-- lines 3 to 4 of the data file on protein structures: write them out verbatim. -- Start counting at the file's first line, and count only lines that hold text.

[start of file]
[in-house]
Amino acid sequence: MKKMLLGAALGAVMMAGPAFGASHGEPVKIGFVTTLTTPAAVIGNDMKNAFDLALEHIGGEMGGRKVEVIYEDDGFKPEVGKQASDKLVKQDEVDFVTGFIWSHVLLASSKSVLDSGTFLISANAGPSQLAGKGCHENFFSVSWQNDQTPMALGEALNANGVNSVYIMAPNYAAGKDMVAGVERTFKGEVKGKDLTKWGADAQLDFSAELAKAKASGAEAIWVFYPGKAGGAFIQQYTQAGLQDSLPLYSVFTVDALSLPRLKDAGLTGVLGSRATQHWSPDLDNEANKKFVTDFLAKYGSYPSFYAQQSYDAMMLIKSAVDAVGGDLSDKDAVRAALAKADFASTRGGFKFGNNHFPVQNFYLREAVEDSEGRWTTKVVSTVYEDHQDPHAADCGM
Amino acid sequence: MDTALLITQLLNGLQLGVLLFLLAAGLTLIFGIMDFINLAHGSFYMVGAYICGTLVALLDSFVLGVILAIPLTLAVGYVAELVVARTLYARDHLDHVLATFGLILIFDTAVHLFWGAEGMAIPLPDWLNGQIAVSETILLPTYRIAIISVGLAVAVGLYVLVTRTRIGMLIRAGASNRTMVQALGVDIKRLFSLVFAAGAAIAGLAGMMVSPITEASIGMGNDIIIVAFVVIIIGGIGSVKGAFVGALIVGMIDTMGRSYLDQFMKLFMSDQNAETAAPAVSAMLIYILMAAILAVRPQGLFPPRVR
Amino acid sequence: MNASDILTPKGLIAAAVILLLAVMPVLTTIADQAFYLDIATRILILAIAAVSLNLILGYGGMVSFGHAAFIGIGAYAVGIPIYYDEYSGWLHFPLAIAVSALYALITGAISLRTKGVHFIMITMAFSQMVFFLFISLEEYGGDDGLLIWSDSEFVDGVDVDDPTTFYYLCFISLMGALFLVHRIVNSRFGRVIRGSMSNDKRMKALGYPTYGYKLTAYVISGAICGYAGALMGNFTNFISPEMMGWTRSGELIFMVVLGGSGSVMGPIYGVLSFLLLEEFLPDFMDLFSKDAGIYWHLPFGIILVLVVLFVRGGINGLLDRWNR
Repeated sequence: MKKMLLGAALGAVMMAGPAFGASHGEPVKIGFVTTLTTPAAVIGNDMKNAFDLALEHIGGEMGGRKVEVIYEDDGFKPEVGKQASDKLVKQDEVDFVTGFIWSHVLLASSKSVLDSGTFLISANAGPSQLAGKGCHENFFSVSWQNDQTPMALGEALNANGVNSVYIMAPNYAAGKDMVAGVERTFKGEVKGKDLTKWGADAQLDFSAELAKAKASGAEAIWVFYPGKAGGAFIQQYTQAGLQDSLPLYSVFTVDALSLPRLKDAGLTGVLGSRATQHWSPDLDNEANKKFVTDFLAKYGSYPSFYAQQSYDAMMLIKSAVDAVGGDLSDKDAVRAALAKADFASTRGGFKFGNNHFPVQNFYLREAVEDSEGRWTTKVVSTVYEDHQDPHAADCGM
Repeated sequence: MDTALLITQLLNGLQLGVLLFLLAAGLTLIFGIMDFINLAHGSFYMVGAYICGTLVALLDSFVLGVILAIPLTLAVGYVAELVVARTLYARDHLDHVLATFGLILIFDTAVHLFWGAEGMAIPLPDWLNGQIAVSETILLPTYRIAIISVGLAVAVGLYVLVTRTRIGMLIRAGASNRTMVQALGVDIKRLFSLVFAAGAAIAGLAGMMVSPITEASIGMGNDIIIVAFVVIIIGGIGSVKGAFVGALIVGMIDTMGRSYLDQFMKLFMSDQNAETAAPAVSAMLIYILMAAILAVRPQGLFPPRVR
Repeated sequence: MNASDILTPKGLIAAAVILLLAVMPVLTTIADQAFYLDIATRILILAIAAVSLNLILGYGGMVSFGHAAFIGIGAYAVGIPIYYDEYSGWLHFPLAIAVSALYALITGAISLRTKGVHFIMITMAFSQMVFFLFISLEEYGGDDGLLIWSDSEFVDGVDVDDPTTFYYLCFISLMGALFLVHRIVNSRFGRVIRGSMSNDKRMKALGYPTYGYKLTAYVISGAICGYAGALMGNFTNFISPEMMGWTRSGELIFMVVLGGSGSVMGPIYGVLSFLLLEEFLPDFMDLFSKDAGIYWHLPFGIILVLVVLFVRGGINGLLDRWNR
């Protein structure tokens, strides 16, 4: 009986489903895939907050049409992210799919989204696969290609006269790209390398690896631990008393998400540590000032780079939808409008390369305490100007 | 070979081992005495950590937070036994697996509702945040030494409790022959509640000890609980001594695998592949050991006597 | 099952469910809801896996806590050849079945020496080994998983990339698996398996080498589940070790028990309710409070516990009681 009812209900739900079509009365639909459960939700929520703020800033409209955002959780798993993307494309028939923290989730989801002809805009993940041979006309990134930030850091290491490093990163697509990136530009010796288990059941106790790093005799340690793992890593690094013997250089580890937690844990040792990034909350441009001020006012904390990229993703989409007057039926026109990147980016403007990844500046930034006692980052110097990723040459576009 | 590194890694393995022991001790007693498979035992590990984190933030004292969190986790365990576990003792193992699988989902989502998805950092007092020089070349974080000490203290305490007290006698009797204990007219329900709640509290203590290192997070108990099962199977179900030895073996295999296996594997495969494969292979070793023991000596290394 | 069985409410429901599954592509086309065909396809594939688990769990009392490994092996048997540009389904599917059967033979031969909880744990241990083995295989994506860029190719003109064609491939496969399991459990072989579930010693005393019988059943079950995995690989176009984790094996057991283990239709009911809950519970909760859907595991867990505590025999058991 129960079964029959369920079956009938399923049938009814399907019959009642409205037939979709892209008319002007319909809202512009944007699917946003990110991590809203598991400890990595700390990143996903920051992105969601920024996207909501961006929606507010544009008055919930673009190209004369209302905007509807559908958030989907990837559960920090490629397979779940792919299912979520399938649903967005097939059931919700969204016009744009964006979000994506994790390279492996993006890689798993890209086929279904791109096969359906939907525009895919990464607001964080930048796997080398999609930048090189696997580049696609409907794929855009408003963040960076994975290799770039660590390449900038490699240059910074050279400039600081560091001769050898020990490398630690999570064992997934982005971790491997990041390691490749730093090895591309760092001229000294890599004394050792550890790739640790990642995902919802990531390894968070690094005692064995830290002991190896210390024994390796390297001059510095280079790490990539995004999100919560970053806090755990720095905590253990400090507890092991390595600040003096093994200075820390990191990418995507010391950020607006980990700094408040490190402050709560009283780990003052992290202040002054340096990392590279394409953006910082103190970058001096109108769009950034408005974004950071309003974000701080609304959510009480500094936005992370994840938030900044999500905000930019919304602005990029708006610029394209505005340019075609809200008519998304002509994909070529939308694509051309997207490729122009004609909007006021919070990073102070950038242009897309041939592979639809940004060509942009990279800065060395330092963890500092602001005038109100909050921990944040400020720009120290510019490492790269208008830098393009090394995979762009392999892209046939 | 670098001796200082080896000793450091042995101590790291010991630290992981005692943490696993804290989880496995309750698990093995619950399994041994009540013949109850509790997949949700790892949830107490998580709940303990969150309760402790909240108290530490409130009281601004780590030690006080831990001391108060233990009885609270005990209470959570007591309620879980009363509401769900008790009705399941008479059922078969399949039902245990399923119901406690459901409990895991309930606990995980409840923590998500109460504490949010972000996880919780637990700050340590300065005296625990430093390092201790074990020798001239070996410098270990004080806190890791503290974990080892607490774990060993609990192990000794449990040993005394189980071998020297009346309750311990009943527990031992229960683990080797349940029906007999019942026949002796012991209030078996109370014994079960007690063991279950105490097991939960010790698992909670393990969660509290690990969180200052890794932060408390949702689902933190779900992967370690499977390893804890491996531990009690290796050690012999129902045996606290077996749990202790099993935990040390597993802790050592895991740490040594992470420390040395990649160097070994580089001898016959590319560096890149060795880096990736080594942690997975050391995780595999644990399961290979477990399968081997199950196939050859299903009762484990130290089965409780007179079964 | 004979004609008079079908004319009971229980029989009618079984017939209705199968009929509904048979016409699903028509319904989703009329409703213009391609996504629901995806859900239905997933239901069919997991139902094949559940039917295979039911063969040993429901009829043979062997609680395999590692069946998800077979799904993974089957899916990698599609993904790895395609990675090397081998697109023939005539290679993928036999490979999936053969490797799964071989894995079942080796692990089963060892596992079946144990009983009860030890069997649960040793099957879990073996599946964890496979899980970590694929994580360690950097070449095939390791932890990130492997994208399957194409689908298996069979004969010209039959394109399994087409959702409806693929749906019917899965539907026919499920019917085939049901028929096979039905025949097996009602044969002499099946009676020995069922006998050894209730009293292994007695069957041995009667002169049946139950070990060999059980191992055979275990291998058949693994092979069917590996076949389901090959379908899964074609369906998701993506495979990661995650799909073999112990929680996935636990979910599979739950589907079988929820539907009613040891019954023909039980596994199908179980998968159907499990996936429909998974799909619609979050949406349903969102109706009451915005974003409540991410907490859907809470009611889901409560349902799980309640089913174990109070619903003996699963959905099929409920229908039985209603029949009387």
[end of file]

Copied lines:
Amino acid sequence: MDTALLITQLLNGLQLGVLLFLLAAGLTLIFGIMDFINLAHGSFYMVGAYICGTLVALLDSFVLGVILAIPLTLAVGYVAELVVARTLYARDHLDHVLATFGLILIFDTAVHLFWGAEGMAIPLPDWLNGQIAVSETILLPTYRIAIISVGLAVAVGLYVLVTRTRIGMLIRAGASNRTMVQALGVDIKRLFSLVFAAGAAIAGLAGMMVSPITEASIGMGNDIIIVAFVVIIIGGIGSVKGAFVGALIVGMIDTMGRSYLDQFMKLFMSDQNAETAAPAVSAMLIYILMAAILAVRPQGLFPPRVR
Amino acid sequence: MNASDILTPKGLIAAAVILLLAVMPVLTTIADQAFYLDIATRILILAIAAVSLNLILGYGGMVSFGHAAFIGIGAYAVGIPIYYDEYSGWLHFPLAIAVSALYALITGAISLRTKGVHFIMITMAFSQMVFFLFISLEEYGGDDGLLIWSDSEFVDGVDVDDPTTFYYLCFISLMGALFLVHRIVNSRFGRVIRGSMSNDKRMKALGYPTYGYKLTAYVISGAICGYAGALMGNFTNFISPEMMGWTRSGELIFMVVLGGSGSVMGPIYGVLSFLLLEEFLPDFMDLFSKDAGIYWHLPFGIILVLVVLFVRGGINGLLDRWNR